You can read a bit more about native totem pole art in this LINK.
Anyway, missing opportunities wouldn’t normally bother me much because the plan was to do more Alaska cruises, so missed opportunities (like Skagway and the White Pass Railway) are things we would look forward to for our next visit. But now . . .
. . . now the cruise lines have an almost impossible task of convincing me they are capable of keeping their passengers safe (they have a poor track record with the flu and COVID-19 is more pernicious).
So, unless we decide to drive up there (still a consideration), we may never get to visit these places again. But, never is a long time; we’ll see what the future brings.
This is getting a bit long . . . I should maybe wrap this up lest some people get tired and stop reading.
Wait . . . they’re not the ones I’m writing for. Besides, they can always read the post in multiple sessions. Pressing on for a bit longer.
But, back to Creek Street, its history is a bit interesting (again from the links) . . .
Creek Street is a historic boardwalk perched on pilings along the banks of Ketchikan Creek in Ketchikan, Alaska. A former Red Light District where both men and salmon swam upstream to spawn. It is now a quaint place to tour Dolly’s House museum, view totem poles, shop at locally-owned stores and galleries, enjoy local art and culture. In the summer months, salmon gather by the thousands to spawn upstream; seals and otters are never far away with eagles perched in the trees above.
From the same link, a description of Married Man’s Trail (now a continuation of Creek Street) . . .
During the heyday of Dolly Arthur and the other sporting women of Ketchikan’s infamous Creek Street, police raids on the brothels were frequent. Spouses looking for a quick exit to avoid hefty fines for being caught at one of the brothels found the Married Man’s Trail to be the perfect escape route. The Married Man’s Trail heads upward, winding through the trees and providing scenic views of the town and harbor below.
Here’s the description from one of the other links I provided:
The History of Creek Street can be summed up by fishermen, bootleggers, & prostitutes, oh my! Creek Street is known as Ketchikan’s old red-light district. In the mid 1920’s there were over 20 bawdy houses on Creek Street alone! In fact, Creek Street was once home to Ketchikan’s #1 industry – prostitution. The prostitutes or ‘working women’ were frequented by men looking for a little company and some liquor.
During prohibition, Creek Street was the place to go for a drink as bootleggers would smuggle in Canadian whiskey to supply the houses of prostitution and backroom saloons. Creek Street Ketchikan is built over the water and the bootleggers would simply wait until high tide and would row their rowboats right up the stream to deliver their goods in the cloak of darkness. Most of the houses on Creek Street had hidden ‘trap doors’ underneath the house just to receive delivery!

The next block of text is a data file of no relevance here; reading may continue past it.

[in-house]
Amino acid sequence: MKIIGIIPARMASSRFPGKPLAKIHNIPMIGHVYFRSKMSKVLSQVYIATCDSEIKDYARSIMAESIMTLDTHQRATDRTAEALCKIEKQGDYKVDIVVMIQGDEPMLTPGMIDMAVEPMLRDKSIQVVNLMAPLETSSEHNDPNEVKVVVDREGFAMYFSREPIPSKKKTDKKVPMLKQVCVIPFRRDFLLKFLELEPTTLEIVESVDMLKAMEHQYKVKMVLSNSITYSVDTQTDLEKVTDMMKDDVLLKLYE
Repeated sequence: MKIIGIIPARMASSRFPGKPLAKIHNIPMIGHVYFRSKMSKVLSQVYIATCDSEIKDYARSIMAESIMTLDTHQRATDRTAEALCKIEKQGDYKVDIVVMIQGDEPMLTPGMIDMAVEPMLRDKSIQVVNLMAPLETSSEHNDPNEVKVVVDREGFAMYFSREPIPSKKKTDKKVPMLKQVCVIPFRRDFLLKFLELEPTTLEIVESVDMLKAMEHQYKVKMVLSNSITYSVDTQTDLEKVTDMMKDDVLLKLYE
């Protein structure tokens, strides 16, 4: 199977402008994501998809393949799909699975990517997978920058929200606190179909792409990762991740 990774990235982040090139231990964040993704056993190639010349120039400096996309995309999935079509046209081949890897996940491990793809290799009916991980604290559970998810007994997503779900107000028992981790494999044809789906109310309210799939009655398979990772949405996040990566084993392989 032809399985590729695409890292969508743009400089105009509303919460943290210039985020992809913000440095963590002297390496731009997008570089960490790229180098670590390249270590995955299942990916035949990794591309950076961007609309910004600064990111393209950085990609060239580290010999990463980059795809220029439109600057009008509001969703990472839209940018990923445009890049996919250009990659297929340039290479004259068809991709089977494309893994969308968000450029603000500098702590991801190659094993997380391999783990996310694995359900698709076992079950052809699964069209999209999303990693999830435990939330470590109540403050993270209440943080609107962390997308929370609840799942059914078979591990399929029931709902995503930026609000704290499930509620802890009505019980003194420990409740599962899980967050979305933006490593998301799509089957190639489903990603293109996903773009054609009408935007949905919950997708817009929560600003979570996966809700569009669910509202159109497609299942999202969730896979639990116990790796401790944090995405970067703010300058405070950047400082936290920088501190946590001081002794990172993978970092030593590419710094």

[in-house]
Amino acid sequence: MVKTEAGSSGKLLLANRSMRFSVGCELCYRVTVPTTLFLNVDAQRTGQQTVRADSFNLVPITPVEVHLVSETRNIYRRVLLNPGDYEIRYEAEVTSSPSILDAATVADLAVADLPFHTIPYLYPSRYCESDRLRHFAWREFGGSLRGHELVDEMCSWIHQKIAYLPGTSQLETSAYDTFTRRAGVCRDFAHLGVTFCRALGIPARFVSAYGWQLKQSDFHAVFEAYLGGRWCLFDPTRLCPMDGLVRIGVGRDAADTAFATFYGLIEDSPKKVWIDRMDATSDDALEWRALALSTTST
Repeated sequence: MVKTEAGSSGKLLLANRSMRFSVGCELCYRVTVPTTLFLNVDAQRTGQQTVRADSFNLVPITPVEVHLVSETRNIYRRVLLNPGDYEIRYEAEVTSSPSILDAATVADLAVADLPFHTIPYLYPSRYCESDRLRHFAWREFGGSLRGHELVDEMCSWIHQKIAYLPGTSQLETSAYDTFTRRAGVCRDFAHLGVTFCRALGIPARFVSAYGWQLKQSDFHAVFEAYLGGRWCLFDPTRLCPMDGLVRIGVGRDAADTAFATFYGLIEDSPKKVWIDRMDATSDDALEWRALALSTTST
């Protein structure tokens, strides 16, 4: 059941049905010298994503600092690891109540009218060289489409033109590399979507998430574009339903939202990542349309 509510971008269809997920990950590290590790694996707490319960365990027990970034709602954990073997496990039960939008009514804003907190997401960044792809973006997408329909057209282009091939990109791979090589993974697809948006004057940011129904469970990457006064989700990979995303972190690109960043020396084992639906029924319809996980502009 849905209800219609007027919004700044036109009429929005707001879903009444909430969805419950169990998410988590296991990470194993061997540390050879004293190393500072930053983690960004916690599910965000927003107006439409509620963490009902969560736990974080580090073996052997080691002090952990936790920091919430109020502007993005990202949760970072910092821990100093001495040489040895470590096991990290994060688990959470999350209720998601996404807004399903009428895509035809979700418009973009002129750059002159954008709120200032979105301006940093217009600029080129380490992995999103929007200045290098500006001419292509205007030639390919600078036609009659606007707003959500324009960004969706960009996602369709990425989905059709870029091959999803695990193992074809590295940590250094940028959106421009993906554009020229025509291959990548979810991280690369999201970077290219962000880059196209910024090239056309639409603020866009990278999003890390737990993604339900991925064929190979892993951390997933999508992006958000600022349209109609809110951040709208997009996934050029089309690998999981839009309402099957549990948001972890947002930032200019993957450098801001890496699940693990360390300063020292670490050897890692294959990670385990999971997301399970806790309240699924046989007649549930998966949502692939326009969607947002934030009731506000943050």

If you’re walking along Creek Street, do not miss the chance to check out Married Man’s Trail, a staircase & wooden boardwalk extension of Creek Street that ends at Park Avenue. Married Man’s Trail goes over the river and through the woods….but not to grandma’s house! No, Married Man’s Trail was once just a muddy path along the creek that men would use to discreetly visit the working houses along Creek Street instead of being ‘caught’ walking in the front doors!
This is just a taste of what one can read about Ketchikan. Honest, I would probably like living there . . . except for all the cruise ship’s passengers that constantly mill about and crowd local eateries.
To continue, here are a few more photos of the place . . .
. . . salmon swimming . . .
. . . views of the creek and farthest observation point (with a statue of a salmon pointing the way) . . .
I have photos of seagulls eating dead fish . . . but, why share them, right?
“What about movies?”
. . . ask and ye shall receive . . .
So, here’s one of the many planes we saw landing . . .
. . . and another . . .
I have more, but I’ll save them for later posts. Right now, how about salmons swimming in Ketchikan Creek?
We also got a glimpse of a seal swimming up the creek . . . and, yes, he was paddleless. Unfortunately, I didn’t have the camera ready, so all I managed to film is a literal glimpse.
You know when I said I had photos of seagulls eating dead salmon, but why share them? Well, one reason not to is because I was going to share the video. There are many dead salmon on the rocks along the creek (presumably, from jumping in the wrong place), and the seagulls like eating salmon. Personally, while I like it, salmon gives me gas.
I don’t want to end the post on the above image, so why not go back to the beginning?
Also, a stylized photo of the ship’s casino (always closed while in port) . . .
OK, here’s a random gallery of the above photos. . .
Not sure when Part 2 will go live, but it won’t be too long.
That’s it. This post has ended . . . except for the stuff below.
Note: if you are not reading this blog post at DisperserTracks.com, know that it has been copied without permission, and likely is being used by someone with nefarious intention, like attracting you to a malware-infested website. Could be they also torture small mammals.